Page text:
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New application of depth filters for the immobilization of Candida antarctica lipase B
- Schreiber, Sarah, Thiefes, Axel, Schuldt, Ute, Dähne, Lars, Scheper, Thomas, Beutel, Sascha
- Applied microbiology and biotechnology 2017 v.101 no.2 pp. 599-607
- Escherichia coli, Pseudozyma antarctica, acetates, ambient temperature, biomass, buffers, carboxylic ester hydrolases, cell culture, coatings, culture media, drying, filters, half life, models, pH, polycyclic aromatic hydrocarbons, polymers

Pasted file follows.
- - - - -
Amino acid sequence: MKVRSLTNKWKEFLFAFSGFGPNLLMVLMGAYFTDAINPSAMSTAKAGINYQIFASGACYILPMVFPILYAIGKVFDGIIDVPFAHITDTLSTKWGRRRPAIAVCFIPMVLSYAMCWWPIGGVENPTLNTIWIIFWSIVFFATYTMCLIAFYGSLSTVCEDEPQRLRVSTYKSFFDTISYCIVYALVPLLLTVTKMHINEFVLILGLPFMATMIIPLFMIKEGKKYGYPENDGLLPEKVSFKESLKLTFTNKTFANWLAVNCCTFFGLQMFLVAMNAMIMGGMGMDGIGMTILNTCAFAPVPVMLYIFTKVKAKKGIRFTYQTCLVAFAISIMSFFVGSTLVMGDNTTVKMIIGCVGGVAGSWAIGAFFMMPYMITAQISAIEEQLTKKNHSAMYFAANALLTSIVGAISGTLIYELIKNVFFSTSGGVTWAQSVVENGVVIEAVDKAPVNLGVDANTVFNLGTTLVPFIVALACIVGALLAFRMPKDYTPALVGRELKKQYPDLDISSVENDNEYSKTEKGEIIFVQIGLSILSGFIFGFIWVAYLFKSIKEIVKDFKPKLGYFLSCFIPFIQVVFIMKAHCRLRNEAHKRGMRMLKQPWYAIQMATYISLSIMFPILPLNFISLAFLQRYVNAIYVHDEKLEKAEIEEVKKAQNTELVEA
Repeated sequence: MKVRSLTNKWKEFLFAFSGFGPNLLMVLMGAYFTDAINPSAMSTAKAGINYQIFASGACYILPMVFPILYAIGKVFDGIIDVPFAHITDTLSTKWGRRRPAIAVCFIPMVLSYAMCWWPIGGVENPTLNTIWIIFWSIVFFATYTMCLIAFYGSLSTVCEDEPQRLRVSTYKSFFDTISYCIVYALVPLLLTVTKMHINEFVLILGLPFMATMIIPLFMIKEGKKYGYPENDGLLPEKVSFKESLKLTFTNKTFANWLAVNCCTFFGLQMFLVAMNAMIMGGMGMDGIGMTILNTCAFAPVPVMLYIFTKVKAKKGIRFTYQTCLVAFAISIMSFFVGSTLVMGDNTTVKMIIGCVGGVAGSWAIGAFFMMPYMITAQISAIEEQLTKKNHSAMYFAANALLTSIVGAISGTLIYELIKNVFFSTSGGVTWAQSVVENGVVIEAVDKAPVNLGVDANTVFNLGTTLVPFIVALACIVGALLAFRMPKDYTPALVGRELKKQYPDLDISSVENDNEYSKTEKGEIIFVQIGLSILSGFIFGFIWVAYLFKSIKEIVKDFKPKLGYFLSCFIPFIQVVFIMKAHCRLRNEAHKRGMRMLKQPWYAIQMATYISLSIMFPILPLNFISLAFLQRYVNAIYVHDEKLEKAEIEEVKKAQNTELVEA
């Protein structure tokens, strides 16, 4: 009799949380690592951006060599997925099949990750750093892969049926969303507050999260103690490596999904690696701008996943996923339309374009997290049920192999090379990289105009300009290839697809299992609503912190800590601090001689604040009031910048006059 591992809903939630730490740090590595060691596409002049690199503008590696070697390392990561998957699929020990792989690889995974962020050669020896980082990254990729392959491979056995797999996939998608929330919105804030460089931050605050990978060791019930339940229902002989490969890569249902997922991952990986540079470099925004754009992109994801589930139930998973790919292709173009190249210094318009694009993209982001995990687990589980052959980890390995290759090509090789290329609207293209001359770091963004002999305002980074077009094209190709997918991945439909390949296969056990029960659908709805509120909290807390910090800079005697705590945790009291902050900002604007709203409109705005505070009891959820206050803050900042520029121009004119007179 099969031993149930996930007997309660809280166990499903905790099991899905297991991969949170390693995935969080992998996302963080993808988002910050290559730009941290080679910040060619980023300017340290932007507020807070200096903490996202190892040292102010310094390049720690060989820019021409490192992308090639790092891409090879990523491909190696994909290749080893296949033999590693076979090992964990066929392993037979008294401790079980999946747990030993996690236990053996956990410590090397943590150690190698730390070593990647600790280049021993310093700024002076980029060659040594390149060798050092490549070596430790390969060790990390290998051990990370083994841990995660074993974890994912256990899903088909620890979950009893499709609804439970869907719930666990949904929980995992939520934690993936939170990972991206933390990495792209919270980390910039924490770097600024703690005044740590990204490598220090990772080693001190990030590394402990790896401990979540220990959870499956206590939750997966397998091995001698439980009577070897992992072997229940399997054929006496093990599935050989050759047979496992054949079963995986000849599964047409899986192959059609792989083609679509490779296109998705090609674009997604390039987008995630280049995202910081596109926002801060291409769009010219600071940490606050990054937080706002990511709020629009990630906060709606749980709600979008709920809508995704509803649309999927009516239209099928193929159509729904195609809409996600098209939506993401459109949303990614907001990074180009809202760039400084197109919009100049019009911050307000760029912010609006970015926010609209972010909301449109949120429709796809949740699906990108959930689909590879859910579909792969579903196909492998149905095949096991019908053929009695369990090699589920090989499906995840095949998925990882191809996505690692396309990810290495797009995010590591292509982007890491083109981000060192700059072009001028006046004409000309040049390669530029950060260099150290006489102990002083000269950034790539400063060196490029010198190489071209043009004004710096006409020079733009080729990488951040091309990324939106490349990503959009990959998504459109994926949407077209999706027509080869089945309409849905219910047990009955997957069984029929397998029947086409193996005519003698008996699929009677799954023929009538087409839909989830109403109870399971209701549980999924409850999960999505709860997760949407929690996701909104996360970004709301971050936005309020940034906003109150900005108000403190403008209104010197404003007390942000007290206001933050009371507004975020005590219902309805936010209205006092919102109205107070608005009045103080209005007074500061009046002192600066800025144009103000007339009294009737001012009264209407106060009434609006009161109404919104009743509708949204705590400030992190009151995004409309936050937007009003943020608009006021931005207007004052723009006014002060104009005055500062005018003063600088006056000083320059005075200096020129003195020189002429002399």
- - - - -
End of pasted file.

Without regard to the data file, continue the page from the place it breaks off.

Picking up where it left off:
- The objective of this study was to use for the first time depth filters, which are usually intended for clarification of cell culture broth, as a direct immobilization support/matrix for industrially relevant enzymes. With this method, it is not only possible to immobilize pure enzymes; it can be also used for capturing recombinant enzymes directly out of culture supernatant. Therefore, the depth filters were coated with different anionic and cationic polymer layers by Layer-by-Layer (LbL) technology. The immobilization behavior of the model enzyme Candida antarctica lipase B (CalB) was examined. Optimal conditions for lipase immobilization were found for anionic surfaces with Poly (allylamin hydrochlorid) (PAH)/Poly (sodium-4-styrene sulfonate) (PSS) coating in 20 mM acetate buffer pH 4. Stability studies showed that immobilized CalB is 1.7-fold more stable when storage is carried out in buffer at 4 °C, compared to storage in buffer at room temperature or storage after drying at 30 °C for 24 h. The calculated half-life period is 108 days until half of the activity was lost. Furthermore, the possibility of direct capture of the CalB either from sonicated culture broth (Escherichia coli) or from cell-free supernatant was tested. Filter blocking prevented the immobilization of lipase from sonicated culture broth, but immobilization from cell-free supernatant could be performed successfully at moderate biomass content (OD₆₀₀ = 7.0).